Fender Jazzmaster Guitars
Arguably Fender’s most popular offset, the Jazzmaster is the epitome of retro coolness.
Fender Jazzmaster Guitars
The Jazzmaster was originally released in the late '50s to break into the upmarket jazz crowd. With beefier-sounding pickups and comprehensive switching, it offered a turbo-charged electric guitar experience.
It instead found success among surf and rock guitarists, who favoured the punchier pickups and offset looks - radical at the time. The Jazzmaster ultimately became the alternative Fender guitar, for the players looking to stand out from the crowd and make a musical statement.
The most familiar version comes with oversized single-coil pickups, a vintage trem, lead and rhythm circuits, dedicated tone controls and a 3-position pickup selector. Nowadays however, the Jazzmaster comes in many different forms. You’ll find some with humbuckers, some with stripped-down controls, some with 6-saddle trems. Check out our full Fender Jazzmaster selection below!
How does Jazzmaster switching work?
Typical Jazzmasters have several switchines. First of all, the rhythm and lead switch selects 2 different circuits. With the rhythm circuit engaged, you'll only be using the neck pickup. With the lead circuit engaged, you can switch between both pickups. The 3-way switch determines which pickups you'll be using with the lead circuit. In position 1 (up), you'll be using the neck pickup, position 2 is the neck and bridge, and position 3 is the bridge pickup only. You get master tone and volume controls at the bottom of the pickguard, and separate rhythm circuit volume/tone controls above the pickups. Click here to read more about Jazzmaster switching.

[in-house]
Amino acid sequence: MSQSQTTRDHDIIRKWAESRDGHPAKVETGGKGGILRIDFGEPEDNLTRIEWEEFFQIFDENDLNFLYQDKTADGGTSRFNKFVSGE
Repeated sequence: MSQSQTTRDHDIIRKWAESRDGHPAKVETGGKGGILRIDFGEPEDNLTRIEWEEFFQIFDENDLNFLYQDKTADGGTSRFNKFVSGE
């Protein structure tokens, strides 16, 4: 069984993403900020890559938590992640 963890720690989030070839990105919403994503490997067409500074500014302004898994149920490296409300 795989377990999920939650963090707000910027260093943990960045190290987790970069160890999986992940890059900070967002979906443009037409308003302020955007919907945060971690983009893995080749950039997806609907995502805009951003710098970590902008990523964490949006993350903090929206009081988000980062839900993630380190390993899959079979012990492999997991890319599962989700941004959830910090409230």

What's the difference between a Jazzmaster and a Jaguar?
There are 3 main differences between Jazzmasters and Jaguars. A Jazzmaster will commonly feature soapbar-style single-coil pickups, while a Jaguar usually has either single-coils or humbuckers. Jaguar switching is also usually slightly different, offering a mid-cut switch and individual on/off switches for both pickups. Finally, a Jazzmaster commonly has a 25.5" scale length compared to a Jaguar's 24".
Are Jazzmasters versatile?
Jazzmasters undeniably have a sound of their own. But thanks to their more advanced switching, they could be considered considered versatile. The pickups sound slightly fatter than normal single-coils, and you can unlock interesting sounds with the onboard electronics. The addition of a whammy bar adds a little more expression to the mix. Jazzmasters have been used for everything from indie rock to metal.
What kind of pickups do Jazzmasters have?
Jazzmaster pickups are often called 'Soapbar' pickups due to their wide apprance. They're single-coil pickups, but with a wider coil that's reverse-wound. This gives them a slightly chunkier sound while retaining that single-coil bite. Because of the reverse winding, the middle pickup position tends to cancel out a lot of the 60-cycle hum associated with single-coils. While this is the most common Jazzmaster configuration, some models come with alternative pickups.
What's the difference between a Fender Jazzmaster and a Squier Jazzmaster?
Squier make great affordable/beginner-friendly guitars based on genuine Fender designs, including the Jazzmaster. The company is owned by Fender, and they use different materials and components, and manufacture overseas - this makes them more affordable.